Recipe Review

I Tried Reese Witherspoon’s Beloved Southern Biscuits and I’m Definitely Making Them Christmas Morning

published Dec 24, 2023
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Reese Witherspoon's Grandma’s Fluffy Southern Biscuits
Credit: Kiersten Hickman

Grandma always knows best — especially Reese Witherspoon’s grandma. While my grandma taught me the art of making the proper Italian meatball (still iconic!), Reese’s grandmother was teaching her all of her superior baking tips (swoon). Her sour cream cake is certainly one for the books, and now I’m also a huge fan of Grandma Dorothea’s buttermilk biscuits.

It’s the kind of recipe that you always want to have stored away in your kitchen. With six simple ingredients, this small-batch biscuit recipe is perfect for a simple dinner at home, or a lazy breakfast on the weekend. Knowing how iconic Reese’s grandma’s recipes are, I couldn’t help but give this buttermilk biscuits recipe a try. And let me tell you — it’s one you’re going to want to make every single night. 

How to Make Reese’s Grandma’s Biscuits

Preheat the oven to 450°F. While the oven is preheating, whisk together flour, baking powder, baking soda, and kosher salt in a medium-sized mixing bowl. 

Slice cold butter into small cubes. With clean hands, work the butter into the flour mixture until the dollops of butter are pea-sized or smaller. Pour in buttermilk and mix together with a rubber spatula.

Once incorporated, empty the rough dough onto a floured surface. It may be slightly dry and not sticking together, but don’t worry — you’ll combine it with your hands. Knead the dough with clean hands until everything is sticking together and the dough is slightly smooth. With a rolling pin, roll out the dough into a rectangular shape.

With a 2.5-inch round cutter, cut out six to eight biscuits. You might not get all six in one go, so knead the dough back together and roll it out for another round, or until you have enough biscuits. Place the biscuits on a baking sheet.

Melt the rest of the butter. Using a pastry brush, brush the butter on top of each biscuit.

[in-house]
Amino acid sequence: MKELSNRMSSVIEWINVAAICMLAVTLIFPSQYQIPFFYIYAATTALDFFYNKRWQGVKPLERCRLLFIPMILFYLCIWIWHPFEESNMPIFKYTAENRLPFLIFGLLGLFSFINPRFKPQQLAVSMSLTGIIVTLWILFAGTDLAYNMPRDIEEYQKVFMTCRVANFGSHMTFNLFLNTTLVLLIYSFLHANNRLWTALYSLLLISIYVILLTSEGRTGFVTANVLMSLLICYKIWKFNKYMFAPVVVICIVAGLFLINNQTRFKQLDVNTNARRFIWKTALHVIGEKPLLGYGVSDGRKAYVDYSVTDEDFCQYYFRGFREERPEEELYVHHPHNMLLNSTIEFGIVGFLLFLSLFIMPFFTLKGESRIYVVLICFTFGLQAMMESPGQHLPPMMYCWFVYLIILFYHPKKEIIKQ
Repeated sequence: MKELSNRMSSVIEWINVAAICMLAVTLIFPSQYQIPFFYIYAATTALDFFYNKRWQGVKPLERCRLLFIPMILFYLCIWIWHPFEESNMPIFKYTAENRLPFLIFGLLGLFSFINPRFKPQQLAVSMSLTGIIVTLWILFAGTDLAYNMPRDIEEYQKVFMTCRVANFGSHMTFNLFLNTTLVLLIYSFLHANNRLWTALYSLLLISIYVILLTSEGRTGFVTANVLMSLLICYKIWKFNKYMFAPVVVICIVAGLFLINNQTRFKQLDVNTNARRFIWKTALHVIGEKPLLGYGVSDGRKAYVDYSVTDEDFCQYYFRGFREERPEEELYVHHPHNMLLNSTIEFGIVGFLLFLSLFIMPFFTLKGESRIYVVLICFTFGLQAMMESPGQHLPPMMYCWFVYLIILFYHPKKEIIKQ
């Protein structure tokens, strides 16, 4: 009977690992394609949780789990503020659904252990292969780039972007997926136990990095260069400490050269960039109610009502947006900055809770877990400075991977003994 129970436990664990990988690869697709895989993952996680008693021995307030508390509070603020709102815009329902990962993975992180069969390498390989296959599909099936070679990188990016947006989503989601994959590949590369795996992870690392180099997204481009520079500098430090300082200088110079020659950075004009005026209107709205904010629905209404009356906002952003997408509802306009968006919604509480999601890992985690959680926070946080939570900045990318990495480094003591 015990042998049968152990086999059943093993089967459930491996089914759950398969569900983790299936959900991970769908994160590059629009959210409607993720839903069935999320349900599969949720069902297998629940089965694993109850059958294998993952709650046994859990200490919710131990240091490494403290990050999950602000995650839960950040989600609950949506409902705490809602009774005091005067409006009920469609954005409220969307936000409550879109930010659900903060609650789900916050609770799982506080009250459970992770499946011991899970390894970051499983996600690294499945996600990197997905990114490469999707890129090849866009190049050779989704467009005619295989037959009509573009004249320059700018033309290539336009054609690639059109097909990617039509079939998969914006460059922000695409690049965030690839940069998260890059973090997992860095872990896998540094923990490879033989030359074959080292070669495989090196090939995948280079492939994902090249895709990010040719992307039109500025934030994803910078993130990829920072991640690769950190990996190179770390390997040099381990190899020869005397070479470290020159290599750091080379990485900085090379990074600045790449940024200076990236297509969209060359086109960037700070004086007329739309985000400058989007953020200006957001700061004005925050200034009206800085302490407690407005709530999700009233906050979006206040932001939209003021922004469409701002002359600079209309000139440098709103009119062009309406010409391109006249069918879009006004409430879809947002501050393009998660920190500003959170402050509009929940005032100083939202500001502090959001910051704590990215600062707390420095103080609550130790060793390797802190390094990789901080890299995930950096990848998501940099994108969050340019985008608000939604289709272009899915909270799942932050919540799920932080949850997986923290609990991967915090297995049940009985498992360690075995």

Bake in the oven for 10 to 12 minutes. The biscuits should be slightly golden on top when done.

Credit: Kiersten Hickman

My Honest Review 

I didn’t grow up in a household that made biscuits often, so finding an easy recipe that works well kind of feels like dynamite. Plus, this recipe makes a smaller batch, which is perfect if I quickly want to throw together biscuits for just me and my husband on a weeknight.

While some biscuits are typically flaky and layered, this biscuit recipe is a little more crumbly — perfect for pairing with a brothy pot roast or a comforting bowl of soup. The biscuits would even work well as a side for a big breakfast with bacon and scrambled eggs. Butter and jam are always a staple when eating biscuits, but these are already so tasty that you could still enjoy them on their own. If you’re patient with cutting in the butter, these biscuits will be fatty and won’t get dried out, which is honestly ideal for the perfect biscuit, whether it has flaky layers or not.

I, of course, had to share these deliciously fluffy biscuits with some of my family, and one of them had a brilliant idea of slathering the top with butter and honey while the biscuit was still warm. Let’s just say it was an absolute winner.

Four Tips for Making Reese’s Grandma’s Biscuits

  • Make six biscuits, not eight: As I mentioned, this recipe makes for a small batch. And while it does say you can make eight biscuits, I highly recommend only making six. Make six really thick, fat ones. When I originally tested this recipe, I made eight biscuits, and they came out a little flaky — likely because they weren’t thick enough to get that rise. But during my second attempt with the recipe, I kept it to six biscuits, making sure they were thick enough, and was met with sky-high buttery biscuits.
  • For flaky layers, roll the dough out and fold: I personally kept to the recipe so I could give it a full review, but if you really want those flaky layers in your biscuits, the best thing to do is roll out the dough and fold it over, and do that for a few minutes. Then when you cut the circles of your biscuits, you will get those nice layers that make it easy to pull apart. At that point, it’s a personal preference based on your eating experience. I was happy with the way these turned out and don’t feel the need to have the layers, so I’ll keep to the recipe. 
  • Measure out the grams of flour: The last thing you want is dense, dry biscuits, right? One of the best tips I ever received when it comes to baking is to use a scale to measure out the flour instead of a measuring cup. Why? Because when you use a measuring cup you may end up getting more than what the recipe really needs, depending on how big your scoop is. To make sure you have the perfect amount, measure out the grams of flour to get just the right amount so your biscuits are fluffy and not dense.
  • Use unsalted butter: The recipe doesn’t actually specify what kind of butter you need for these biscuits, but I recommend reaching for unsalted. The recipe already calls for salt, and you don’t want the biscuits to taste overly salty. (Salted butter may be useful for some recipes, but when it comes to baking, it’s difficult to determine how much salt ends up in your baked good if the stick doesn’t specify the amount.)